I knew a cold front was coming. For once, the weather app on my phone was fairly accurate. A week and a half ago, I saw that the temperatures were going to plunge below zero (celsius) again this week. I was just hoping the forecast would change. The forecast is never right, so why would I count on it this time. Denial, I know.
However, during the day Monday, the winds picked up. Sand was flying and the bitter wind pierced through my Colombia fleece like it was a cotton tshirt. I saw on an SA news website that they were promising a country-wide, end-of-winter cold snap, with highs of 10C or lower. Most days in the winter, it would warm up to the mid-teens or twenties, so when I saw the 9C high predicted for Tuesday, I gulped and accepted that it would be a horrible day.
Monday night it started getting cold. I setup my heater on a chair, so that it would blow directly on me while in bed. I gulped tea and burrowed under the blankets, fearing the next day and wondering if I could call in sick. I slipped into a pair of long johns, snuggled down into my sleeping bag+liner combo that has been a lifesaver, and threw a comforter on top of that, knowing I would wake up cold if I didn’t.
Despite all that, I woke up several times, COLD, in the middle of the night. I had a thick blanket underneath me that I could have thrown over me, but I would have had to get out of the sleeping bag cocoon, which I did NOT want to do. So I kept burrowing deeper into my sleeping bag, and tried to sleep.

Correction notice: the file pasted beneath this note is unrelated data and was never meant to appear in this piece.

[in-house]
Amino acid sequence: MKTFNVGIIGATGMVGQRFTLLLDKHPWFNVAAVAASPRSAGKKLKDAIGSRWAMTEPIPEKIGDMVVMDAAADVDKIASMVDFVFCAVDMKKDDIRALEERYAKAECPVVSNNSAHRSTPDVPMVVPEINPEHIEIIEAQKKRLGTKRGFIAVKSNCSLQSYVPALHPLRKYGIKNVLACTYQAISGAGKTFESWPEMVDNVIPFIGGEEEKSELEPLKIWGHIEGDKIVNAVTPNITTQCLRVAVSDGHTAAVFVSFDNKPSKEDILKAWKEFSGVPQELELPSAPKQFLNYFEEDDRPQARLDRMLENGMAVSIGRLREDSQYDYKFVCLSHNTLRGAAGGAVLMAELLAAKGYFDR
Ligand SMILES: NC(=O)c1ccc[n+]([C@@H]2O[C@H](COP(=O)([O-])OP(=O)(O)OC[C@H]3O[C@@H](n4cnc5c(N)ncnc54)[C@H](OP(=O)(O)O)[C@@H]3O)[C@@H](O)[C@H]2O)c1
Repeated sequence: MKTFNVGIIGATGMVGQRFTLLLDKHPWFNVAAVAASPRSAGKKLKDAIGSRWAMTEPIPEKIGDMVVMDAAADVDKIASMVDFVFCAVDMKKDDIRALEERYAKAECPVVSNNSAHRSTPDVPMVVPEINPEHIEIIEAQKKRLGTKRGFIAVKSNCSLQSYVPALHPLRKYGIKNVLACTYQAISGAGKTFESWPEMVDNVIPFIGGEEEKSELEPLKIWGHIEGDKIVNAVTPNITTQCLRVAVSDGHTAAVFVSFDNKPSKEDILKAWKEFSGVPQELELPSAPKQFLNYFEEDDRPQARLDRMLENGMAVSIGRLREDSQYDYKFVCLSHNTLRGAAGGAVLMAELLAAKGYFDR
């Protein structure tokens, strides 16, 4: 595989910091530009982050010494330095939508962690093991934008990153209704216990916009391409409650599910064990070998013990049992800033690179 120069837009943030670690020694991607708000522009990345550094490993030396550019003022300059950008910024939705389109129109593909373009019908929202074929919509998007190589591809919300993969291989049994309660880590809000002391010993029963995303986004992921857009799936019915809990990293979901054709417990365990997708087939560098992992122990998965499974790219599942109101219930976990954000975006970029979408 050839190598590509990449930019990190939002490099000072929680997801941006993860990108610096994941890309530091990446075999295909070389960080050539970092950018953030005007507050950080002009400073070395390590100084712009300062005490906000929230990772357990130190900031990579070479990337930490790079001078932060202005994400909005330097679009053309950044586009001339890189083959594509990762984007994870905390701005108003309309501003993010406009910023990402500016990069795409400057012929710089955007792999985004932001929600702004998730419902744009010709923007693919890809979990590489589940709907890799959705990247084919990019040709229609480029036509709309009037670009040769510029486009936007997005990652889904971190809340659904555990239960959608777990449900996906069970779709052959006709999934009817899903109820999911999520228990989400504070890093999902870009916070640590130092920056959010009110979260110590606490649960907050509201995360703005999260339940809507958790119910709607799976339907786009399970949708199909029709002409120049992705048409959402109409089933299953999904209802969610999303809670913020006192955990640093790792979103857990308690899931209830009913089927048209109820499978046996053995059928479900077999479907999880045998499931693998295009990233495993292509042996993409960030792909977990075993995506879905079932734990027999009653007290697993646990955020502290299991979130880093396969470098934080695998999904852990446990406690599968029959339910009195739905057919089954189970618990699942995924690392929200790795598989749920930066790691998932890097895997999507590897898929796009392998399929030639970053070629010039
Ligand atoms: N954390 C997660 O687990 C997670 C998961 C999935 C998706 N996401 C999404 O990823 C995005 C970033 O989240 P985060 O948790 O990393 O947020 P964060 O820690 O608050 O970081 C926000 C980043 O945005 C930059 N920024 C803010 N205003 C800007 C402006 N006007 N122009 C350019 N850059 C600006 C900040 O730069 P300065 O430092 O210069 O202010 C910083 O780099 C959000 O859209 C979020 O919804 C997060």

I woke up around 6am, and the air inside my room was frigid, colder than it had been for several weeks. It felt like the inside of a walk-in fridge. Heck, it was a walk-in fridge. I stuck my arm out of my sleeping bag, turned on the heater, and pointed it directly at my face, and laid there for about half an hour, wondering if coffee and breakfast were really necessary today.
At about half past, I bravely unzipped my bag and scurried across my room, doing my “cold dance” and grabbing a fleece blanket to tie around me, my hat, scarf, and coat before making coffee. I made my coffee and French toast (fancy for a school morning), then rushed back to perch in front of the heater while reading my Bible.
A little while later, I grabbed my nicest set of long johns, shirt, jeans, knee socks, hat, scarf, gloves, and 2 coats, thinking about the awful-cold walk to school. I kept noticing that I could see my breath-inside my room. That’s just awful. It would be like living in a garage in winter in America. Not quite, because the garage probably has better insulation.
Anyways, I took a deep breath and headed out the door for the half-mile walk to school. About a second later I realized that even with all the layers and two coats, I was already freezing. But I also realized there’s not a whole lot I could do about it. So I hurried off to school, keeping my head down to avoid getting a faceful of sand.
Winter is harsh here because there’s really no escape from the cold. Yeah, I can dress in many layers, and I’ve got a good blanket-heater-hot water bottle set up at home. But it’s a lot of work to keep warm, and one step outside or a gap in the blankets, and the cold rushes in. I’m well-off by village standards, because I have a study house, good clothes, a heater, and many blankets. Most people in my village don’t, and I can only imagine how cold they were this morning.